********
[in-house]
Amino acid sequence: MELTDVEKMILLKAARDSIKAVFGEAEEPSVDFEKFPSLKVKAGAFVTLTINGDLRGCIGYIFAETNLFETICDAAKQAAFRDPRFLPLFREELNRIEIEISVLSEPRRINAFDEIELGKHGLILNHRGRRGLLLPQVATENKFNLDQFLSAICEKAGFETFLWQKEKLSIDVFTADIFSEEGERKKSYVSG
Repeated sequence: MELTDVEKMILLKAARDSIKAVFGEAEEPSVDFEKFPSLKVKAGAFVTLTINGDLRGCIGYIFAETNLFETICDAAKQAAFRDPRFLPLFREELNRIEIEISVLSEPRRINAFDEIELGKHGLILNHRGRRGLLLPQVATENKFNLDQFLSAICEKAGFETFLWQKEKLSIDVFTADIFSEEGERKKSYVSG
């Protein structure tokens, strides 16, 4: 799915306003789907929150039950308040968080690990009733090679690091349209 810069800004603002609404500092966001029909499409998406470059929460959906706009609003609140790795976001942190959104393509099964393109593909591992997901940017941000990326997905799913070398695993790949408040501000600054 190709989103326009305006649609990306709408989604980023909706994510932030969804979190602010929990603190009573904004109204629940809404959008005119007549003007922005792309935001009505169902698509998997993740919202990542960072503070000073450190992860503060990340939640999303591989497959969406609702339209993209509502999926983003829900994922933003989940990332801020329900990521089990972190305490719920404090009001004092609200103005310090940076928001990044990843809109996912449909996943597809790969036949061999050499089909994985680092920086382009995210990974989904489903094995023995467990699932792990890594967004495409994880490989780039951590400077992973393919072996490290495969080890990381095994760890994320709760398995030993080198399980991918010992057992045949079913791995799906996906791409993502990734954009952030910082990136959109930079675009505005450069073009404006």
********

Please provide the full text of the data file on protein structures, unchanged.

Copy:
[in-house]
Amino acid sequence: MELTDVEKMILLKAARDSIKAVFGEAEEPSVDFEKFPSLKVKAGAFVTLTINGDLRGCIGYIFAETNLFETICDAAKQAAFRDPRFLPLFREELNRIEIEISVLSEPRRINAFDEIELGKHGLILNHRGRRGLLLPQVATENKFNLDQFLSAICEKAGFETFLWQKEKLSIDVFTADIFSEEGERKKSYVSG
Repeated sequence: MELTDVEKMILLKAARDSIKAVFGEAEEPSVDFEKFPSLKVKAGAFVTLTINGDLRGCIGYIFAETNLFETICDAAKQAAFRDPRFLPLFREELNRIEIEISVLSEPRRINAFDEIELGKHGLILNHRGRRGLLLPQVATENKFNLDQFLSAICEKAGFETFLWQKEKLSIDVFTADIFSEEGERKKSYVSG
């Protein structure tokens, strides 16, 4: 799915306003789907929150039950308040968080690990009733090679690091349209 810069800004603002609404500092966001029909499409998406470059929460959906706009609003609140790795976001942190959104393509099964393109593909591992997901940017941000990326997905799913070398695993790949408040501000600054 190709989103326009305006649609990306709408989604980023909706994510932030969804979190602010929990603190009573904004109204629940809404959008005119007549003007922005792309935001009505169902698509998997993740919202990542960072503070000073450190992860503060990340939640999303591989497959969406609702339209993209509502999926983003829900994922933003989940990332801020329900990521089990972190305490719920404090009001004092609200103005310090940076928001990044990843809109996912449909996943597809790969036949061999050499089909994985680092920086382009995210990974989904489903094995023995467990699932792990890594967004495409994880490989780039951590400077992973393919072996490290495969080890990381095994760890994320709760398995030993080198399980991918010992057992045949079913791995799906996906791409993502990734954009952030910082990136959109930079675009505005450069073009404006």